Questions/Issues for the TSC
Issues from previous reports:
Update: The Ubuntu upgrade is complete, producing releases and compatibility with the Ubuntu 16.04 instance has been tested.
Diversity of Contributor Community
Update: Little change this quarter in contributor community. Lots of interest, but the core maintainers continue to do most of the work.
- indy-node (Ubuntu 16.04) – 1.12.5, 1.12.6
- indy-node (Ubuntu 20.04) – v1.13.2-rc3
Overall Activity in the Past Quarter
In the past quarter (as in the previous quarter), ledger code development focused on code management – upgrading the Indy Node and Plenum CI/CD pipeline and upgrading Indy Node to run on Ubuntu 20.04. There was also much work done on testing of the new release, and addressing the identified vulnerabilities that were published during the quarter. Much was done on AnonCreds in Indy.
With the new CI/CD Indy Node and Plenum pipelines complete, and the Ubuntu 20.04 indy-node upgrade available, the core maintainers are focused on their downstream releases.
The creation of the Hyperledger AnonCreds project means that the indy-shared-rs has been duplicated (new instance called "anoncreds-rs"), and the "cred-x" part of indy-shared-rs will be removed, while in the other repo, all but "cred-x" will be removed. Work to make those two repositories independent and aligned is a top priority in the Indy/Aries/AnonCreds community.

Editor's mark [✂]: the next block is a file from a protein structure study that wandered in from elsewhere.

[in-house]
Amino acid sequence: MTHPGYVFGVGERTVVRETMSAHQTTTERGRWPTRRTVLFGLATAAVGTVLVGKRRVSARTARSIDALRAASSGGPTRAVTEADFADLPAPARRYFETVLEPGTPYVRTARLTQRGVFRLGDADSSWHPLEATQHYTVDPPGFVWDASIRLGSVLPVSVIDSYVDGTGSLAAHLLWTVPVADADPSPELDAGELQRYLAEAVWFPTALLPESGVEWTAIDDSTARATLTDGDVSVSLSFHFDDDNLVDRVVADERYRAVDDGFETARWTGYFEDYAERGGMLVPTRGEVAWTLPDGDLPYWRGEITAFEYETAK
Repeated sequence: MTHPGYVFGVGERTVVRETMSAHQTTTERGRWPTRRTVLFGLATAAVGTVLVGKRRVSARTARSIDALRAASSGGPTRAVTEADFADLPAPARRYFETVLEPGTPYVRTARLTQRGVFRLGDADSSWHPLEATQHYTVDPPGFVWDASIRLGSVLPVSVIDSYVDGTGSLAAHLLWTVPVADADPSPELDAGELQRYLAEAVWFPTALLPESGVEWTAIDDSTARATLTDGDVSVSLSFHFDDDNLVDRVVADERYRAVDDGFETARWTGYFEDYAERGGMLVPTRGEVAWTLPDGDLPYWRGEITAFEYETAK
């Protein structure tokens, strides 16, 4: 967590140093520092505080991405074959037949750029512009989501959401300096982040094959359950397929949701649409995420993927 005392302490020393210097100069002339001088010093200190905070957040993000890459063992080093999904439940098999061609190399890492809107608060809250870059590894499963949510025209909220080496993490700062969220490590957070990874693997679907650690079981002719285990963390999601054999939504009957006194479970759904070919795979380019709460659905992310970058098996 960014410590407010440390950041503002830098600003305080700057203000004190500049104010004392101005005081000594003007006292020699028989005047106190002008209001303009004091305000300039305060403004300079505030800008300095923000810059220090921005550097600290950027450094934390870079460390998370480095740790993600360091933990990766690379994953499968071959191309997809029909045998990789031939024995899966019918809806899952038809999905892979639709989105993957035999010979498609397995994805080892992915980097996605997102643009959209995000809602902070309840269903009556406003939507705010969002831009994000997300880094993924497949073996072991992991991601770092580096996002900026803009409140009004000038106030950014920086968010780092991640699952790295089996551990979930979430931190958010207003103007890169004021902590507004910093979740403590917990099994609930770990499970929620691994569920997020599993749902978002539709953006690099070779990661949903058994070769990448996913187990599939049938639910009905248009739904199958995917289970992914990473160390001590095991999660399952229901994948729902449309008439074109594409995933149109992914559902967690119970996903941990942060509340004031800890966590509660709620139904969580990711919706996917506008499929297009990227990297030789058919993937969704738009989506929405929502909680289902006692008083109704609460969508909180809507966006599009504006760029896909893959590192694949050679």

The community is starting the move towards deprecating the indy-sdk by enabling the use of indy-vdr, indy-shared-rs and aries-askar across all Aries Frameworks. There are a couple of tools still needed for that (a migration tool from indy-wallet to Aries Askar, and an Aries Askar/Indy VDR-based CLI for Indy) and it's overdue for that work to happen. Once that is done, documentation and getting started material will need to be updated.
The bi-weekly Indy Contributors call continues to be the medium by which maintainers coordinate work, discuss critical issues to the Indy codebase, and agree on larger changes. Topics and attendance has increased recently, with more and more interested parties showing up, and new contributors weighing in on the conversations.
From the last report: The "Indy Contributors" course was presented in early 2022 and was extremely well received. The edX course about Indy, Aries, AnonCreds and Ursa (here) was updated recently with a new version scheduled to be out in late 2022.
- Key channels on Hyperledger Discord: #indy, #indy-sdk, #indy-node, #indy-maintainers
- Join the Indy Mailing List: https://lists.hyperledger.org/g/indy
- Angelo De Caro
- Arnaud J Le Hors
- Artem Barger
- Arun S M
- Bobbi Muscara
- David Enyeart
- Grace Hartley
- Hart Montgomery
- Jim Zhang
- Kamlesh Nagware
- Nathan George
- Peter Somogyvari
- Tracy Kuhrt
- Troy Ronda